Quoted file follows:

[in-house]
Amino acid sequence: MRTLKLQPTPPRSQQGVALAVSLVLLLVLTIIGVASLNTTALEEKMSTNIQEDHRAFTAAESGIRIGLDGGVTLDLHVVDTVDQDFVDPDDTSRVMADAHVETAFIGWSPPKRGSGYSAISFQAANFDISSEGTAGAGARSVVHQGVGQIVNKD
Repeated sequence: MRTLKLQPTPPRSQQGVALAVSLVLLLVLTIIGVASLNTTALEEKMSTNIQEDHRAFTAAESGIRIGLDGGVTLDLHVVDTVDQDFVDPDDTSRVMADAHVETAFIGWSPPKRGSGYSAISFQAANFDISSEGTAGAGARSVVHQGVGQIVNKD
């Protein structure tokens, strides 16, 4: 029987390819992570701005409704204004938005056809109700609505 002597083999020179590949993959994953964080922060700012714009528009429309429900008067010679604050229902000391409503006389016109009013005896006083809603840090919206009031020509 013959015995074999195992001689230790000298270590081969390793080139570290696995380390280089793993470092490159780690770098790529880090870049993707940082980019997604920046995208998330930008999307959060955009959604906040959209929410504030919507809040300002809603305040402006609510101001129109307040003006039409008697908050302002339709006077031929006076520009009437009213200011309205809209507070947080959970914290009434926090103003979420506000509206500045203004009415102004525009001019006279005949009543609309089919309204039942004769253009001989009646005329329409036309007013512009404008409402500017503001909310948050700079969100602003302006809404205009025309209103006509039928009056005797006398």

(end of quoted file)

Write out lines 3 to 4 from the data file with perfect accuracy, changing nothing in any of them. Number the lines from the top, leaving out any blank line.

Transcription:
Repeated sequence: MRTLKLQPTPPRSQQGVALAVSLVLLLVLTIIGVASLNTTALEEKMSTNIQEDHRAFTAAESGIRIGLDGGVTLDLHVVDTVDQDFVDPDDTSRVMADAHVETAFIGWSPPKRGSGYSAISFQAANFDISSEGTAGAGARSVVHQGVGQIVNKD
């Protein structure tokens, strides 16, 4: 029987390819992570701005409704204004938005056809109700609505 002597083999020179590949993959994953964080922060700012714009528009429309429900008067010679604050229902000391409503006389016109009013005896006083809603840090919206009031020509 013959015995074999195992001689230790000298270590081969390793080139570290696995380390280089793993470092490159780690770098790529880090870049993707940082980019997604920046995208998330930008999307959060955009959604906040959209929410504030919507809040300002809603305040402006609510101001129109307040003006039409008697908050302002339709006077031929006076520009009437009213200011309205809209507070947080959970914290009434926090103003979420506000509206500045203004009415102004525009001019006279005949009543609309089919309204039942004769253009001989009646005329329409036309007013512009404008409402500017503001909310948050700079969100602003302006809404205009025309209103006509039928009056005797006398």